Muskegon encourages use of new online platform to gain insight and share ideas

MUSKEGON, MI – Move on Facebook, the town of Muskegon has a new online community engagement platform, officials say, is more useful and interactive.

The city has contracted with Bang the Table to host the online community platform called Connect Muskegon. There, residents and non-residents can learn about events, city employees and services and ask questions.

Conversely, the city can collect feedback from participants and collect data on particular neighborhoods.

This means the city can get its message out without depriving itself of off-topic or uncivil comments, said Frank Peterson, city manager of Muskegon.

Connect Muskegon is available at

“It allows us to provide information, to gather feedback, but not to have an open public debate every time we hear someone wanting to replace a lamppost,” Peterson said. “We think this will keep the dialogue a bit cleaner.”

Related: Best Bang the Table Website Community Engagement for the Town of Muskegon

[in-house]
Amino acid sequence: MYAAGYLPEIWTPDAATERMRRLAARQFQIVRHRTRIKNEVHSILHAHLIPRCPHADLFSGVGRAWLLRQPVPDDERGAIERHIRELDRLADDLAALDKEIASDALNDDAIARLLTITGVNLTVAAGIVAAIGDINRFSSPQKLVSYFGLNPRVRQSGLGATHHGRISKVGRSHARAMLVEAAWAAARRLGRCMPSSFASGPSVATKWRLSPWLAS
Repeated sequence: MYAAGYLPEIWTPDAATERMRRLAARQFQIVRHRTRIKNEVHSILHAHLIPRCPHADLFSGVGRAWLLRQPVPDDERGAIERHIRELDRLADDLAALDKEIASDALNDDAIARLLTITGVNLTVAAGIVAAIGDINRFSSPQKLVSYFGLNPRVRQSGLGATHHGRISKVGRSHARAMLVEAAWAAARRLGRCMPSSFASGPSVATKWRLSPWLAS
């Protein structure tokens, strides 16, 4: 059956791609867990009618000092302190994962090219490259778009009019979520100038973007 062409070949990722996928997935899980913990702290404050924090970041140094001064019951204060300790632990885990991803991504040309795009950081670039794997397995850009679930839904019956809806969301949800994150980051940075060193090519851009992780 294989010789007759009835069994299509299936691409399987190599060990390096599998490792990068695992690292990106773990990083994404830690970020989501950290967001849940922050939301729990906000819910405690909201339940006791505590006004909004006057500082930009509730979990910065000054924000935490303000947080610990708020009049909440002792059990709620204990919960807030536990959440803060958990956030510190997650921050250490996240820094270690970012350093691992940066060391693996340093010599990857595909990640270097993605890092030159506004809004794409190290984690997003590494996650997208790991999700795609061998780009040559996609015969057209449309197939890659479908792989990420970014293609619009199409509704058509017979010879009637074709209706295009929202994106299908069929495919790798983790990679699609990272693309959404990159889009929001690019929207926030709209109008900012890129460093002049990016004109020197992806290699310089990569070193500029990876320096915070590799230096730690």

With the required registration, the city can determine which neighborhoods users are from – or whether they are from the city at all – which helps officials understand the particular needs or issues in various parts of the city, a said Peterson.

The city board agreed earlier this year to pay $ 16,900 for a one-year contract with Bang the Table. This includes a one-time “integration cost” of $ 1,900 that the city will not have to pay if it later decides to extend the contract.

The online platform, created in Australia 15 years ago, is designed specifically for communication between government entities and their constituents.

It allows the city to publish polls, participate in polls, organize forums and foster pride in the city. For example, a recently concluded photo contest for photos in the city gave winners $ 50 Muskegon Farmers’ Market gift certificates.

Another current feature is an introduction to each of the city’s eight neighborhood police officers, with the ability to ask questions and provide feedback about the police department.

City officials are also using Connect Muskegon to gather feedback on how citizens like to communicate with the city, whether through meetings, online forums, surveys, or written submissions.

“The great thing about the program is that it not only allows us to get … our message across, but it also allows us to contribute to the way the message is delivered,” said Peterson.

Speaking of Facebook, the city has also recently increased its use of the networking site as part of its commitment to improve its communication. However, the moderator has disabled comments on Facebook, which helps prevent “feuds” between users and topics from turning into political fights, Peterson said.

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